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Apple's Beats acquisition may prove to be a huge money maker


Let's be honest: Apple's $3 billion acquisition of Beats Electronics isn't a sexy acquisition. The deal doesn't provide nearly as much room for speculation and intrigue as would exist if Apple purchased a company like, say, Nest or Netflix.

But the more I look at the deal and the overall headwinds of the music industry, Apple's acquisition of Beats may very well prove to be a huge money maker for the company. And depending on how Apple chooses to position Beats against Spotify, it may even help drive iOS sales later down the road.

In acquiring Beats, Apple now has a subscription music service under its control. Apple also has over 800 million credit cards on file. The combination of the two is extremely potent and will allow Apple to more efficiently leverage those credit card accounts.

Allow me to cite my own listening habits -- which have changed considerably -- as an example. Whereas I used to buy quite a bit of music on iTunes, I now pay Spotify $9.99 a month instead. That money could have just as easily have ended up in Apple's pockets had they had a similar service available.

With Beats now in the picture, a compelling music offering from Apple might very well cause me to dust off my iTunes account for the first time in a long time. I imagine many others are in a similar boat. Even if Apple's Beats acquisition doesn't help lure Spotify users back into the fold, it might certainly help stem the tide of users leaving the embrace of iTunes for more attractive alternatives.

The thing is, for many people today the question isn't whether or not to buy or stream music, but rather where to stream music. Apple simply isn't the only game in town anymore, and the ever impressive growth of sites like Pandora, Spotify, and YouTube just can't be ignored. As a quick illustrative example, the number of paying Spotify subscribers increased by over 60% in just about one year's time. And though there are far more people today who buy music than who stream it, that divide is rapidly shifting before our eyes.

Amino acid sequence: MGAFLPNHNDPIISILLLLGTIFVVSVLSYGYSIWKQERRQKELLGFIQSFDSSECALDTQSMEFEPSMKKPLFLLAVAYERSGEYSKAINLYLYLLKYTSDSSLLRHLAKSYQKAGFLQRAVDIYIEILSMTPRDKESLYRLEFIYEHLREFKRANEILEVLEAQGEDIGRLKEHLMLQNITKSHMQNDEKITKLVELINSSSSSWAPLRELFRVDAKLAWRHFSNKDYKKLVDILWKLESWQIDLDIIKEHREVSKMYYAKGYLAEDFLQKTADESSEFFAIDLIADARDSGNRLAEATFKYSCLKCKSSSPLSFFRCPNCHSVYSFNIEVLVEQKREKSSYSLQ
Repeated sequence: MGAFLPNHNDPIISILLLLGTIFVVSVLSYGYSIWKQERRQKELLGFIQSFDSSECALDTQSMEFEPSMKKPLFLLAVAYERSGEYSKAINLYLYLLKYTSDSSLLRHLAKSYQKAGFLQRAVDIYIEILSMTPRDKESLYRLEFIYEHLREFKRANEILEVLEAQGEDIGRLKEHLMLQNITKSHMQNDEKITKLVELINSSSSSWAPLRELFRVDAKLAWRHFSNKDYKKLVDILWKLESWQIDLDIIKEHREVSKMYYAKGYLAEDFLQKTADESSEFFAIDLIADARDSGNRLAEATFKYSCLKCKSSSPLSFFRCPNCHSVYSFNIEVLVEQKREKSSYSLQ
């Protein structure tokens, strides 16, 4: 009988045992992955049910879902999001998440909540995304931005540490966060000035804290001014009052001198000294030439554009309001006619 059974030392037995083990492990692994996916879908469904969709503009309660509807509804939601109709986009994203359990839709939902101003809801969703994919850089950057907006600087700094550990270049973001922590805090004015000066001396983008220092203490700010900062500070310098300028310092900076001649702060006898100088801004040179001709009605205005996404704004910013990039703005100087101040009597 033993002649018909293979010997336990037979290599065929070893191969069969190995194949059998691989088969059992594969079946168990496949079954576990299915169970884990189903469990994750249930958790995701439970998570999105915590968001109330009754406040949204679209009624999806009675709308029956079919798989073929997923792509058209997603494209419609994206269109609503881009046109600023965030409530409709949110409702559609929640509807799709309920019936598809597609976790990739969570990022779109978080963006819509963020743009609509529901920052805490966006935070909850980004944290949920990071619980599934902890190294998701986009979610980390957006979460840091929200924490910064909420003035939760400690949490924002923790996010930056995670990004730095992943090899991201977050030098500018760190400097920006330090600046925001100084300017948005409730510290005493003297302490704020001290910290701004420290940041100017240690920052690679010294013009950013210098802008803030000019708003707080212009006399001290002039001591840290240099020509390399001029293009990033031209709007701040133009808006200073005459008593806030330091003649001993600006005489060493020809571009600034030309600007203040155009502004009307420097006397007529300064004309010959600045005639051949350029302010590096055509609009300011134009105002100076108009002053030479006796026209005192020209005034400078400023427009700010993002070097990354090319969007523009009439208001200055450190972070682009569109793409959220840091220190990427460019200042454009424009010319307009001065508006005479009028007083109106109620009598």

The $3 billion Apple shelled out for Beats is the most it's ever spent on any acquisition, but the monthly billing cycle of a subscription service coupled with the immense popularity of iOS makes the deal rather promising from a financial perspective. Again, Beats will enable Apple to revive many of the credit card accounts that have since become dormant in the face of new ways to consume music.

In a research note touching on this very topic, Morgan Stanley analyst Katy Huberty highlighted how quickly Apple might be able to recoup its investment.

Spotify, which is generally viewed as the leader in streaming music, has 10M paying subscribers or about 25 % of its over 40M active user base. If Apple charges $10 per month, same as Spotify, every 1% penetration of Apple's 800M user base, equates to $960M revenue annually, adding 8 pts of growth to online services and half a point to total company growth.

And with the iOS homescreen remaining the most valuable piece of screen real estate in mobile today, Apple can put the Beats app front and center on every new iOS device it ships. Slap on a free trial, show users the benefits of a subscription service, and Apple can quickly become a serious Spotify competitor. In fact, if Apple can get just 1.25% of its 800 million strong userbase to sign up for a music subscription, it will already have as many paying members as Spotify.

During this year's Code Conference, Apple's Eddy Cue said that there are currently 40 million active iTunes Radio listeners. And that's for a service that's more or less hidden away behind the iTunes icon. Just imagine how much more traction Apple could get for a music subscription service with more prominent placement.

So while Apple's Beats acquisition may not engender notions of innovative cool technology, the business potential here is immense. Apple has hundreds of millions of credit cards on file. It also has a loyal and ever growing base of users who, on average, are often more willing to spend money on digital goods than their Android counterparts. Consequently,the Beats acquisition gives Apple a way to leverage those accounts more effectively.

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